From ........... National Catholic Reporter

October 6, 1996

page 24



You say you're supposed to be nice to the Episcopalians, and the Presbyterians and the Methodists and this, that and the other thing. Nonsense. I don't have to be nice to the spirit of the Antichrist.

That was Pat Robertson, formerly the Rev. Pat Robertson, during his "700 Club" TV show back in January 1991. The same Pat Robertson who has wangled an invitation to meet the pope.

The feminist agenda is not about equal rights for women. It is about a socialist, antifamily political movement that encourages women to leave their husbands, kill their children, practice witchcraft, destroy capitalism and become lesbians.

That's what Robertson once wrote in a letter to help Iowans raise funds to defeat a ballot initiative. All but the most desensitized Vatican bureaucrat would blanche at that kind of language. But Pat's getting to meet the pope in the capacity of an American religious leader.

I know this is painful for the ladies to hear; but if you are married, you have accepted the headship of a man, your husband. Christ is the head of the household and the husband is the head of the wife, and that's the way it is, period.

That enlightening tidbit comes from a Robertson newsletter.

When the poor rise up it's because there's an upper-class reformer somewhere stirring them up.

That's from Robertson's 1991 book, The New World Order, a paranoid tract laced with a thinly disguised anti-Semitism, that sees dark conspiracies engineered by wealthy and powerful "Illuminati" at work to destroy the moral fabric of America.

The Illuminati even presidents, he says, are unwitting tools of the conspiracy are, in Robertson's apocalyptic imagination, satanists, Masons, secular humanists and occult devotees, all directed by the Evil One over a long historic sweep, to bring down Christianity and American capitalism. As he put it in the book:

All of it migh seem laughably nutty if Robertson, through his broadcasts and especially through his political arm, the Christian Coalition, had not developed such considerable leverage over the country's political processes. The growing march of his Christian Coalition troops he believes God intends the country to be led by Christians and he believes, too, that the separation-of-church-and- state concept was a Soviet communist invention is frightening enough. Even more appalling is that he is being aided and abetted by high-ranking Catholics.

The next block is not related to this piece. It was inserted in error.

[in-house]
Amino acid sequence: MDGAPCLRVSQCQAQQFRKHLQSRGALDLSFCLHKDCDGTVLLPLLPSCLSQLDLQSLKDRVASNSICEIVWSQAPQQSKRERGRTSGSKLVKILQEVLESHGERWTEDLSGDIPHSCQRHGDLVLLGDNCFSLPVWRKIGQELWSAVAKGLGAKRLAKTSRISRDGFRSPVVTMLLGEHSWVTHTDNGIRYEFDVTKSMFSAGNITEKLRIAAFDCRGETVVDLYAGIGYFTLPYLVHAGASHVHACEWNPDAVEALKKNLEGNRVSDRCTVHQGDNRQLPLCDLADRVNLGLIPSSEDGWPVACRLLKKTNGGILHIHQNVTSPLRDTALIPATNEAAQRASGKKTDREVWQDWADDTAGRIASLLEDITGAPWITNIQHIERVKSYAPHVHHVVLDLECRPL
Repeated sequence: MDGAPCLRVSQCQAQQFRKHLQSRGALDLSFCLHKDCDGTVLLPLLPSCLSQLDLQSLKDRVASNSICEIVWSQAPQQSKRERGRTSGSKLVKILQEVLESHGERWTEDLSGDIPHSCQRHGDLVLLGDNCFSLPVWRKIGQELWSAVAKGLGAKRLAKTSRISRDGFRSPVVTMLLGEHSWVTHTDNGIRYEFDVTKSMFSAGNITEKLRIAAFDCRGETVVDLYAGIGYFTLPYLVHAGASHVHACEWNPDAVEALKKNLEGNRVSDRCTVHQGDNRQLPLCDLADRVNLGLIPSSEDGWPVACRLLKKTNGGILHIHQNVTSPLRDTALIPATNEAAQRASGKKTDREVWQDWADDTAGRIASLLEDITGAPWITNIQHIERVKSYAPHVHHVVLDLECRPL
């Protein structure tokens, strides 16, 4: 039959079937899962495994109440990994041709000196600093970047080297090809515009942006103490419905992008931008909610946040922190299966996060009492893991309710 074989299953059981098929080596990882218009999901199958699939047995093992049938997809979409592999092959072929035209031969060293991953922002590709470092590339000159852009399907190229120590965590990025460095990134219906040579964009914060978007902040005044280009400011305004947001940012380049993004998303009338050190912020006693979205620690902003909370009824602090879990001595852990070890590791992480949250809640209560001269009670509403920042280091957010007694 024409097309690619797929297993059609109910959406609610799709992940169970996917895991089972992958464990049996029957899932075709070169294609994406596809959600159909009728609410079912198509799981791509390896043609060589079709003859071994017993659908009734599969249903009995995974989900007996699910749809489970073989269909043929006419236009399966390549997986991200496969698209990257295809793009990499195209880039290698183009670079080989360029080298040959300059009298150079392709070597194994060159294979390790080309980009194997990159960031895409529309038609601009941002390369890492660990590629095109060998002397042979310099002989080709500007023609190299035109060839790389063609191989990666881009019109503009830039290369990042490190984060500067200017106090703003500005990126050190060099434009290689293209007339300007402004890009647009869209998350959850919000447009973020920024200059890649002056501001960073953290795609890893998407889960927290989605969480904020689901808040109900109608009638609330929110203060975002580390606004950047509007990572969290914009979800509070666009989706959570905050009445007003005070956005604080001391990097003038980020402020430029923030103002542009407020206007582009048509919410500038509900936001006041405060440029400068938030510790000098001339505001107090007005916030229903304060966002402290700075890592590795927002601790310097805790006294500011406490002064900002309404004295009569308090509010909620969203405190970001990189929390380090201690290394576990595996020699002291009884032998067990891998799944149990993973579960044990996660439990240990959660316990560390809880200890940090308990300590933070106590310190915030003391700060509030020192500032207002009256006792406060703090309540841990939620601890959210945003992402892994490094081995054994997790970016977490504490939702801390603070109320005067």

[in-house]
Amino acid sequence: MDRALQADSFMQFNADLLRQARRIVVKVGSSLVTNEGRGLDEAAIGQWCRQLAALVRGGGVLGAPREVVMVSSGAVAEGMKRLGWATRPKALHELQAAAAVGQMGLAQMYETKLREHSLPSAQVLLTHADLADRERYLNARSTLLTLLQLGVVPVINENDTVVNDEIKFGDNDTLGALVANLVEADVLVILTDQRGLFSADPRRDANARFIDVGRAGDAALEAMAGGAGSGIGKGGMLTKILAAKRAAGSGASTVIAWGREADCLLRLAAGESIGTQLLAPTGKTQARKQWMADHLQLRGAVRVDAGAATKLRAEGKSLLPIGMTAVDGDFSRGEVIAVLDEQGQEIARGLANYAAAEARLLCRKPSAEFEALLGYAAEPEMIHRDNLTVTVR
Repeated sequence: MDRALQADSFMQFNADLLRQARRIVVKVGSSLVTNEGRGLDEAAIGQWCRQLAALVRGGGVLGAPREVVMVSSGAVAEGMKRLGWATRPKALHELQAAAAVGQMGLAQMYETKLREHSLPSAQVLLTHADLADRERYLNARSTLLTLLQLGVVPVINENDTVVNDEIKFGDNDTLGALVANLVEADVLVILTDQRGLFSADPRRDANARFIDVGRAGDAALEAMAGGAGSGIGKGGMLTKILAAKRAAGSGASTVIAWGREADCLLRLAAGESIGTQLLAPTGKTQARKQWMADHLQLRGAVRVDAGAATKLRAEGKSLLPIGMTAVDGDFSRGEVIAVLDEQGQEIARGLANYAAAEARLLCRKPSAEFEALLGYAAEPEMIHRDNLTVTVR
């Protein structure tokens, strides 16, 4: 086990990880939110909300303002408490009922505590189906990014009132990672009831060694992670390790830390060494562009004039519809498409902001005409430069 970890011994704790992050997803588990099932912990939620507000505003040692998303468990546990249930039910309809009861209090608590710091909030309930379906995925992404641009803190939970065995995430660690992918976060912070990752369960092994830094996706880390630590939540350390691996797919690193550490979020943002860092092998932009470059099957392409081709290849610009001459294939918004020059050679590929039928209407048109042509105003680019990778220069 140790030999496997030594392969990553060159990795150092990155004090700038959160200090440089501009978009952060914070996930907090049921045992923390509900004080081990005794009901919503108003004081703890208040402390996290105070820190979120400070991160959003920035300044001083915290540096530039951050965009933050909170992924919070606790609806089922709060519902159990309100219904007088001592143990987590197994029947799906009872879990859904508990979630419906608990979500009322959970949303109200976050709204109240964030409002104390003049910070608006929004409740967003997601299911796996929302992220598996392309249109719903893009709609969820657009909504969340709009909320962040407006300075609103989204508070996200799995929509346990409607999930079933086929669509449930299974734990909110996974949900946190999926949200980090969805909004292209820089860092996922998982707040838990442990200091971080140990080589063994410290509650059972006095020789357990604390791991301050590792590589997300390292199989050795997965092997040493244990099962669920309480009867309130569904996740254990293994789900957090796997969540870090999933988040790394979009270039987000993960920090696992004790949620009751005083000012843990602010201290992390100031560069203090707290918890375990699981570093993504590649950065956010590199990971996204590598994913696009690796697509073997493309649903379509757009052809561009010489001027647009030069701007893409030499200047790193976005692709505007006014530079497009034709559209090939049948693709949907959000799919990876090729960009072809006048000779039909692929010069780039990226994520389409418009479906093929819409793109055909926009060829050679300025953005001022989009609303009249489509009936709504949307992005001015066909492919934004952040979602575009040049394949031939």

Robertson has been invited to join religious leaders in meeting the pope at Cardinal John O'Connor's residence Oct. 7. The invitation is scandalous.

If the abortion issue is removed momentarily from the political landscape, the rest of Robertson's agenda, detail by detail, fairly contradicts the social stands that the U.S. bishops have historically taken and most of the social teachngs of the larger church during the past century.

Has the church become so unimaginative in dealing with abortion, and so desperate for a political answer, that its leaders are willing to cut deals with someone who, on almost every other measure, should be viewed an antagonist?

Robertson's brand of religion should be soundly discredited and rebuked, not rewarded with a papal audience.

His politics should be countered and exposed for what it is bigoted, intolerant and intellectually bankrupt. It should not be embraced.

If O'Connor needs an example of how to deal with Robertson and his henchman, Ralph Reed, head of the Christian Coalition, he can take it from Bishop Walter Sullivan of Richmond, Va. Reed recently announced a campaign, called the Catholic Alliance, to recruit [Roman] Catholics for the coalition. Sullivan wrote a letter warning his parishes to beware.

The letter repeated the diocesan policy prohibiting the distribution through churches of "voter guides." The voter guides are a tactic the coalition uses to endorse candidates while pretending not to do so bu ensure its "neutrality." In part, Sullivan's letter continues, "The church must maintain its independence and the integrity of its social teaching. We cannot allow the church's agenda to be captured by any group."

It is time for neoconservative Catholics and Catholic leaders to delve into the fine print of Robertson's ambitions. He doesn't spout the crazy stuff too much in public, where he wears a syrupy and ingratiating smile. Others have begun to catch on. His book has been exposed in several mainstream media outlets for the screed it is and a report prepared by the Interfaith Alliance Foundation and Americans United for Separation of Church and State details the odd mixture that makes up the Robertson ideology and how it is realized through the political workings of his Christian Coalition.

It is time to wake up, before another Robertson claim becomes true: